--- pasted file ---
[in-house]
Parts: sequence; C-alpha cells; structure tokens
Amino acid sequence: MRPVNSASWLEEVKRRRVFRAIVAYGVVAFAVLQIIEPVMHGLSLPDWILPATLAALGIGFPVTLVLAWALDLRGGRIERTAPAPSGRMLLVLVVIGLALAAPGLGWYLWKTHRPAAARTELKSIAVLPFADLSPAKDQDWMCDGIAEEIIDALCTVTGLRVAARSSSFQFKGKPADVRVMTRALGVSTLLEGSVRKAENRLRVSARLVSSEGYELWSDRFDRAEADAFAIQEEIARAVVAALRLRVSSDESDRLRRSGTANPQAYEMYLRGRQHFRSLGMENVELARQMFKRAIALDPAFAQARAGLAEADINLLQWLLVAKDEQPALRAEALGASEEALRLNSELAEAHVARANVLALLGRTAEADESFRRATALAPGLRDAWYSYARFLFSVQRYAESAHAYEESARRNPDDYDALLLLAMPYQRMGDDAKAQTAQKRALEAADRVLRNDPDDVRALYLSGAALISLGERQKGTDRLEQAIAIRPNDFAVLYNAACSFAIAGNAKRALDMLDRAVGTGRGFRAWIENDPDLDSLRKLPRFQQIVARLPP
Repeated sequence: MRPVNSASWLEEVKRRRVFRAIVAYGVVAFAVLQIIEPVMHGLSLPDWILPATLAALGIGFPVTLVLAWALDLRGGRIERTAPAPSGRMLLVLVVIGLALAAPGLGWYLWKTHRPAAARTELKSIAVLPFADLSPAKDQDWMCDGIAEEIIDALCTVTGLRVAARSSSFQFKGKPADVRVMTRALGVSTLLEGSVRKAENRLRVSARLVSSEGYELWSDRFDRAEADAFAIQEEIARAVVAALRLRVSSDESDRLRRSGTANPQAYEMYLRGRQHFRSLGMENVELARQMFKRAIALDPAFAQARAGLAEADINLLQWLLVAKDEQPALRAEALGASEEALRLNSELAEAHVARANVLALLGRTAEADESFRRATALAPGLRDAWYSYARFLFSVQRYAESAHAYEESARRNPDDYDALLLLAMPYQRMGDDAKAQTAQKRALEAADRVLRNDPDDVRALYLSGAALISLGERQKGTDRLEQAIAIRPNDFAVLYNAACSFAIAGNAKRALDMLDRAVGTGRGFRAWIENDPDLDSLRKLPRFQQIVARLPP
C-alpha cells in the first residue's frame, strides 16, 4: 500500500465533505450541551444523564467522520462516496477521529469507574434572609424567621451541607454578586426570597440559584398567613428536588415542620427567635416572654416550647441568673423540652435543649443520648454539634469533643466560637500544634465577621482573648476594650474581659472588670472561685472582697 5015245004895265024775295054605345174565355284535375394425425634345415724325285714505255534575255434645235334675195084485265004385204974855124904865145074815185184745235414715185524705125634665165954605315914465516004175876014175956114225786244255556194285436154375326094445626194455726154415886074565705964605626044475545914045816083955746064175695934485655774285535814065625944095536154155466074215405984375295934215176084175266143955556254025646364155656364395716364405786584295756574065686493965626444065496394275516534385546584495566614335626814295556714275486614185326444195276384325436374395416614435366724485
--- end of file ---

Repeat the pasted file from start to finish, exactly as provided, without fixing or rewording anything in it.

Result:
[in-house]
Parts: sequence; C-alpha cells; structure tokens
Amino acid sequence: MRPVNSASWLEEVKRRRVFRAIVAYGVVAFAVLQIIEPVMHGLSLPDWILPATLAALGIGFPVTLVLAWALDLRGGRIERTAPAPSGRMLLVLVVIGLALAAPGLGWYLWKTHRPAAARTELKSIAVLPFADLSPAKDQDWMCDGIAEEIIDALCTVTGLRVAARSSSFQFKGKPADVRVMTRALGVSTLLEGSVRKAENRLRVSARLVSSEGYELWSDRFDRAEADAFAIQEEIARAVVAALRLRVSSDESDRLRRSGTANPQAYEMYLRGRQHFRSLGMENVELARQMFKRAIALDPAFAQARAGLAEADINLLQWLLVAKDEQPALRAEALGASEEALRLNSELAEAHVARANVLALLGRTAEADESFRRATALAPGLRDAWYSYARFLFSVQRYAESAHAYEESARRNPDDYDALLLLAMPYQRMGDDAKAQTAQKRALEAADRVLRNDPDDVRALYLSGAALISLGERQKGTDRLEQAIAIRPNDFAVLYNAACSFAIAGNAKRALDMLDRAVGTGRGFRAWIENDPDLDSLRKLPRFQQIVARLPP
Repeated sequence: MRPVNSASWLEEVKRRRVFRAIVAYGVVAFAVLQIIEPVMHGLSLPDWILPATLAALGIGFPVTLVLAWALDLRGGRIERTAPAPSGRMLLVLVVIGLALAAPGLGWYLWKTHRPAAARTELKSIAVLPFADLSPAKDQDWMCDGIAEEIIDALCTVTGLRVAARSSSFQFKGKPADVRVMTRALGVSTLLEGSVRKAENRLRVSARLVSSEGYELWSDRFDRAEADAFAIQEEIARAVVAALRLRVSSDESDRLRRSGTANPQAYEMYLRGRQHFRSLGMENVELARQMFKRAIALDPAFAQARAGLAEADINLLQWLLVAKDEQPALRAEALGASEEALRLNSELAEAHVARANVLALLGRTAEADESFRRATALAPGLRDAWYSYARFLFSVQRYAESAHAYEESARRNPDDYDALLLLAMPYQRMGDDAKAQTAQKRALEAADRVLRNDPDDVRALYLSGAALISLGERQKGTDRLEQAIAIRPNDFAVLYNAACSFAIAGNAKRALDMLDRAVGTGRGFRAWIENDPDLDSLRKLPRFQQIVARLPP
C-alpha cells in the first residue's frame, strides 16, 4: 500500500465533505450541551444523564467522520462516496477521529469507574434572609424567621451541607454578586426570597440559584398567613428536588415542620427567635416572654416550647441568673423540652435543649443520648454539634469533643466560637500544634465577621482573648476594650474581659472588670472561685472582697 5015245004895265024775295054605345174565355284535375394425425634345415724325285714505255534575255434645235334675195084485265004385204974855124904865145074815185184745235414715185524705125634665165954605315914465516004175876014175956114225786244255556194285436154375326094445626194455726154415886074565705964605626044475545914045816083955746064175695934485655774285535814065625944095536154155466074215405984375295934215176084175266143955556254025646364155656364395716364405786584295756574065686493965626444065496394275516534385546584495566614335626814295556714275486614185326444195276384325436374395416614435366724485